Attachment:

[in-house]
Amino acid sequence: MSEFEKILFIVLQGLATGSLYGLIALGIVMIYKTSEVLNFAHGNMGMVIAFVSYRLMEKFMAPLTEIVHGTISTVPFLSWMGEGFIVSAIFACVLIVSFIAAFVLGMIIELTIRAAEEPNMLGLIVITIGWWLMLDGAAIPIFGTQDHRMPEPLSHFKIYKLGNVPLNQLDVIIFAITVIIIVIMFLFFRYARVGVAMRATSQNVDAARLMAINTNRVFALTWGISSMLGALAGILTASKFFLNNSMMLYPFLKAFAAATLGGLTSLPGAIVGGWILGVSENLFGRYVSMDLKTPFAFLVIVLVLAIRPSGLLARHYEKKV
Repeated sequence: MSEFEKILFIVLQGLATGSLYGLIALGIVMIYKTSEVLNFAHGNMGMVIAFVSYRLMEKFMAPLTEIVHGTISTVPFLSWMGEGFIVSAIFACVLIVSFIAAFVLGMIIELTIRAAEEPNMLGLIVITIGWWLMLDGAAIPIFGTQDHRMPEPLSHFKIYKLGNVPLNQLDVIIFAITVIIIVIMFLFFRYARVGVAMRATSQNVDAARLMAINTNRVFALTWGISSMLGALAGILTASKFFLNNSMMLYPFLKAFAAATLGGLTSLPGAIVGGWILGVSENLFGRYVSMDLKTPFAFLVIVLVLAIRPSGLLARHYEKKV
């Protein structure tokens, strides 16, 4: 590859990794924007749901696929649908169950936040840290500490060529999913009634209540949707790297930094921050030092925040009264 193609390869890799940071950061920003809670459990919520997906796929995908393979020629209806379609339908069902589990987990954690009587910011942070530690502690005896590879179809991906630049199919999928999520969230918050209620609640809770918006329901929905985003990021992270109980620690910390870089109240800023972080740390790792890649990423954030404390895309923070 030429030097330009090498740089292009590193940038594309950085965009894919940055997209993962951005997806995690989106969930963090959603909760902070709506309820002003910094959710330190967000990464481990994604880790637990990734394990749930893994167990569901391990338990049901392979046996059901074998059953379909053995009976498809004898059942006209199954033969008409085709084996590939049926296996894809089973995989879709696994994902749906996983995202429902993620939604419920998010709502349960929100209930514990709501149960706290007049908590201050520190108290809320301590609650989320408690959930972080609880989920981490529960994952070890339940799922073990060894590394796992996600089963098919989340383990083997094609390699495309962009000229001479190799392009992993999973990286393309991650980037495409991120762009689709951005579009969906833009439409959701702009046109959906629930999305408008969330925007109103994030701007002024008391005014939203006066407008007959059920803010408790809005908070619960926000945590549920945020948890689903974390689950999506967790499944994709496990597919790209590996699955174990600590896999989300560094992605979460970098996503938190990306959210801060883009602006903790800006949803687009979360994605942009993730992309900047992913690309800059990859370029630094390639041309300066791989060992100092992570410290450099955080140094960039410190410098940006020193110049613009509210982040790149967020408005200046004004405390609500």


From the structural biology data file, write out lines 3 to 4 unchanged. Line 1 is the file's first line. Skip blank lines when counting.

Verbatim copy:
Repeated sequence: MSEFEKILFIVLQGLATGSLYGLIALGIVMIYKTSEVLNFAHGNMGMVIAFVSYRLMEKFMAPLTEIVHGTISTVPFLSWMGEGFIVSAIFACVLIVSFIAAFVLGMIIELTIRAAEEPNMLGLIVITIGWWLMLDGAAIPIFGTQDHRMPEPLSHFKIYKLGNVPLNQLDVIIFAITVIIIVIMFLFFRYARVGVAMRATSQNVDAARLMAINTNRVFALTWGISSMLGALAGILTASKFFLNNSMMLYPFLKAFAAATLGGLTSLPGAIVGGWILGVSENLFGRYVSMDLKTPFAFLVIVLVLAIRPSGLLARHYEKKV
């Protein structure tokens, strides 16, 4: 590859990794924007749901696929649908169950936040840290500490060529999913009634209540949707790297930094921050030092925040009264 193609390869890799940071950061920003809670459990919520997906796929995908393979020629209806379609339908069902589990987990954690009587910011942070530690502690005896590879179809991906630049199919999928999520969230918050209620609640809770918006329901929905985003990021992270109980620690910390870089109240800023972080740390790792890649990423954030404390895309923070 030429030097330009090498740089292009590193940038594309950085965009894919940055997209993962951005997806995690989106969930963090959603909760902070709506309820002003910094959710330190967000990464481990994604880790637990990734394990749930893994167990569901391990338990049901392979046996059901074998059953379909053995009976498809004898059942006209199954033969008409085709084996590939049926296996894809089973995989879709696994994902749906996983995202429902993620939604419920998010709502349960929100209930514990709501149960706290007049908590201050520190108290809320301590609650989320408690959930972080609880989920981490529960994952070890339940799922073990060894590394796992996600089963098919989340383990083997094609390699495309962009000229001479190799392009992993999973990286393309991650980037495409991120762009689709951005579009969906833009439409959701702009046109959906629930999305408008969330925007109103994030701007002024008391005014939203006066407008007959059920803010408790809005908070619960926000945590549920945020948890689903974390689950999506967790499944994709496990597919790209590996699955174990600590896999989300560094992605979460970098996503938190990306959210801060883009602006903790800006949803687009979360994605942009993730992309900047992913690309800059990859370029630094390639041309300066791989060992100092992570410290450099955080140094960039410190410098940006020193110049613009509210982040790149967020408005200046004004405390609500």